Windows containers are getting more and more popular. Azure already has multiple container-related features and more will be added in the near future. Today I quickly want to cover Azure Container Instances (ACI). This allows you to spin up containers on the Azure platform without even deploying a container host. Cool, huh?
The feature is now still in preview and has some limitations, this is why I only give a quick overview of the capabilities. I will not dive deep into the topic, but will definitely do that once the feature is ready. One important limitation you must know about is the fact, that you can only use containers that host long-running services, such as a web or SQL service. Containers that are built to execute a specific task and then exit will run into an “exit-and-restart” loop which is not what you want.
So for this example I use a simple container image that I pushed to Dockerhub. It is based on microsoft/aspnet and I just added a custom default.aspx file to it. If you don’t have an image to play, you can use mine by just pulling it down and take a look at it:
docker pull zehner/iisdemo
But in this blog post I will cover the process how to create a container on Azure, not on your local container host. So no need to pull it now. Instead I will go to portal.azure.com and start Cloud Shell (PowerShell). Once started, I create a new resource group for my container instance by using the Azure CLI. If you prefer, you can also use PowerShell cmdlets or the Azure portal.
az group create –name blog-iisdemo –location “West Europe”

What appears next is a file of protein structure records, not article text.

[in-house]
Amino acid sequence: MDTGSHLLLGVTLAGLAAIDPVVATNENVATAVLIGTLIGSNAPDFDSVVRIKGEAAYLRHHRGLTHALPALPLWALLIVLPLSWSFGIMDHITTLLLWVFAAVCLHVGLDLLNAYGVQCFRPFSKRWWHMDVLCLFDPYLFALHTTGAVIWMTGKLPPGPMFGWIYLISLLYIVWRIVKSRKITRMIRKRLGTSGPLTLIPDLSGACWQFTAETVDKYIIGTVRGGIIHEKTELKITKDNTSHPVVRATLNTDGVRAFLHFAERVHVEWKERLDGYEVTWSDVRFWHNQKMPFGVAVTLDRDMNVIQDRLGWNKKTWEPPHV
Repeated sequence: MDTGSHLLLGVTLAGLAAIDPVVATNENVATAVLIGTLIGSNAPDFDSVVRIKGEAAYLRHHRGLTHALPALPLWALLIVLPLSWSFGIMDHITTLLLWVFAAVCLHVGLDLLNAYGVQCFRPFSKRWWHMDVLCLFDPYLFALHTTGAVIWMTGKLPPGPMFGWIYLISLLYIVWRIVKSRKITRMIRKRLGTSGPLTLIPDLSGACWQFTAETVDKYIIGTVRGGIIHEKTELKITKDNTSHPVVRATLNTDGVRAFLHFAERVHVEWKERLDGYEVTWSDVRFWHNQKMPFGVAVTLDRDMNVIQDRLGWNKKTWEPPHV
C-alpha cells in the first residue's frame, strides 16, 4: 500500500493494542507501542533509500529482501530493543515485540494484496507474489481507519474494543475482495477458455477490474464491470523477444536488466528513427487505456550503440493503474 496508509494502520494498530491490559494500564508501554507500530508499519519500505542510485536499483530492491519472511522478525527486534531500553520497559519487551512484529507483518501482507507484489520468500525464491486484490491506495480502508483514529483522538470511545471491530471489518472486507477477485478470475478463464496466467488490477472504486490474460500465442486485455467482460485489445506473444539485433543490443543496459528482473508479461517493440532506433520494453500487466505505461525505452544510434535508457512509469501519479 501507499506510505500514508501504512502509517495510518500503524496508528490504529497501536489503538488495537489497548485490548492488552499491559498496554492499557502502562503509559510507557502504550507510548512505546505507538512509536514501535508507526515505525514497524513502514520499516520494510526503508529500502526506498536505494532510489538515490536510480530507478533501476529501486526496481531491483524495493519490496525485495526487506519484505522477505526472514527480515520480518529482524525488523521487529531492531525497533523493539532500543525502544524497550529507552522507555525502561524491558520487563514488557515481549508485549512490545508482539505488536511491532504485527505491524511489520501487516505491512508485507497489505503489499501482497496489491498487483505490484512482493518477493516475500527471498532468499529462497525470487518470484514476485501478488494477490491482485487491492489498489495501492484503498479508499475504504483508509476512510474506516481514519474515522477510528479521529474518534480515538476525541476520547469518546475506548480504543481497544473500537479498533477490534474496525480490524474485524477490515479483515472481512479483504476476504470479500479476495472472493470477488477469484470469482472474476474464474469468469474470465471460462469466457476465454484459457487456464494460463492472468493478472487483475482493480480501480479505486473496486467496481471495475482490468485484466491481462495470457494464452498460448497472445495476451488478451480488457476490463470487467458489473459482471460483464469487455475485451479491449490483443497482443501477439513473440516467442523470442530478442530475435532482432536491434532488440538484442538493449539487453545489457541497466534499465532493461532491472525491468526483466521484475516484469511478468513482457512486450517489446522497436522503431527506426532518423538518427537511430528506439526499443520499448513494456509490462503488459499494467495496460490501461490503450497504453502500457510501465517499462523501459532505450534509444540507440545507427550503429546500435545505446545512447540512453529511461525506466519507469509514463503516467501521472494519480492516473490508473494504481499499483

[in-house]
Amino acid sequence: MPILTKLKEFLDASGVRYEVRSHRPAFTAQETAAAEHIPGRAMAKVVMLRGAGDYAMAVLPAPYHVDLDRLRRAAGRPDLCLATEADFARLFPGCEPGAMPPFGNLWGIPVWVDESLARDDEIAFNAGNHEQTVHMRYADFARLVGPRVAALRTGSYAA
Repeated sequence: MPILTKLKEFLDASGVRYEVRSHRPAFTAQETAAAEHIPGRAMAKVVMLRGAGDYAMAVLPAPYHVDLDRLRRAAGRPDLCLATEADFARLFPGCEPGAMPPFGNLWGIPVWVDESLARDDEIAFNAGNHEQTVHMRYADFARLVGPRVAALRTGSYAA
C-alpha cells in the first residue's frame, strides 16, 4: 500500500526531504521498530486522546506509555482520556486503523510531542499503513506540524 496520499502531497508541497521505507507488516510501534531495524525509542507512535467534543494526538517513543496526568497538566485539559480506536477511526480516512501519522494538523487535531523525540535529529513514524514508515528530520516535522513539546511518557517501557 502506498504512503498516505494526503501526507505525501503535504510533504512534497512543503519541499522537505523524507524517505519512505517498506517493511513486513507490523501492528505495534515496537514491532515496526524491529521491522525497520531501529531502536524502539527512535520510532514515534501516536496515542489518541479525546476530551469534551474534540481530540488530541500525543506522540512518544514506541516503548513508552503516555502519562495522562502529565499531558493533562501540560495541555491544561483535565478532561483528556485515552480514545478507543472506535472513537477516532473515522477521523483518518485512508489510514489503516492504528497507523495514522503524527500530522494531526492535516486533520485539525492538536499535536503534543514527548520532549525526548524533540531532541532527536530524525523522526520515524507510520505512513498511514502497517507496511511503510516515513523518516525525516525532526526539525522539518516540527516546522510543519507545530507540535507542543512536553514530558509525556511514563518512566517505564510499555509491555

Now I create a new Azure Container Instance based on my container image from Dockerhub.
az container create –name iisdemo –image zehner/iisdemo –resource-group blog-iisdemo –os-type Windows –ip-address public –port 80
The most important parameters are:
- –image –> Image that should be used
- –os-type –> Defines if this should be a Windows or Linux container
- –ip-address public –> Assigns a public IP address to the container to make it reachable from outside
- –port –> The port that will be published to access the process that runs inside the container – in this case the iis w3wp service
Important: The command that creates the new container instance is completed within some seconds. However, the container is not ready yet because the image needs to be pulled from the registry. Depending on the size of the image this can take a long time.
The status of the container will be “Waiting” and should later be changed to “Running” – again, this can take up to 15-20 minutes. Also check out the assigned public IP address of the container. This will be used to connect to the container once it is started.
When the container is ready, you can connect to the web site by using the assigned public IP address and you should see this:
This is just a simple example that demonstrates, how containers can be hosted in Azure without any additional infrastructure or configuration. Again, the service has some limitations, but Microsoft will definitely invest in this feature in the future to make it more valuable.
Make sure you also check out the Microsoft docs for more details and have fun spinning up your containers!